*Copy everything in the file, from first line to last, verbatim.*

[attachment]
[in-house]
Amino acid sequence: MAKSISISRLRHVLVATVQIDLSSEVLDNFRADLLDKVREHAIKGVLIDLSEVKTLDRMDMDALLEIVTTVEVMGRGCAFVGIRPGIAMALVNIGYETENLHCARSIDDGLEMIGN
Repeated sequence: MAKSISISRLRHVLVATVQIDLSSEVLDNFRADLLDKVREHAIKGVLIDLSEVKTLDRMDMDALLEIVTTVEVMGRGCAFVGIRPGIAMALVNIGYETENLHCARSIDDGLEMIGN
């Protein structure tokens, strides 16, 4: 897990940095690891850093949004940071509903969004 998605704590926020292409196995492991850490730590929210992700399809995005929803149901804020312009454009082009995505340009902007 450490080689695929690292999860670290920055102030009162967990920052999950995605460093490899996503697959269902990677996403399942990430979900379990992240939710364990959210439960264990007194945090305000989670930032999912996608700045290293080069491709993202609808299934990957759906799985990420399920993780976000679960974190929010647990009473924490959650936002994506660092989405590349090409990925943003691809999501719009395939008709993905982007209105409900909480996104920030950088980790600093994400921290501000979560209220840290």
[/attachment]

[in-house]
Amino acid sequence: MAKSISISRLRHVLVATVQIDLSSEVLDNFRADLLDKVREHAIKGVLIDLSEVKTLDRMDMDALLEIVTTVEVMGRGCAFVGIRPGIAMALVNIGYETENLHCARSIDDGLEMIGN
Repeated sequence: MAKSISISRLRHVLVATVQIDLSSEVLDNFRADLLDKVREHAIKGVLIDLSEVKTLDRMDMDALLEIVTTVEVMGRGCAFVGIRPGIAMALVNIGYETENLHCARSIDDGLEMIGN
């Protein structure tokens, strides 16, 4: 897990940095690891850093949004940071509903969004 998605704590926020292409196995492991850490730590929210992700399809995005929803149901804020312009454009082009995505340009902007 450490080689695929690292999860670290920055102030009162967990920052999950995605460093490899996503697959269902990677996403399942990430979900379990992240939710364990959210439960264990007194945090305000989670930032999912996608700045290293080069491709993202609808299934990957759906799985990420399920993780976000679960974190929010647990009473924490959650936002994506660092989405590349090409990925943003691809999501719009395939008709993905982007209105409900909480996104920030950088980790600093994400921290501000979560209220840290």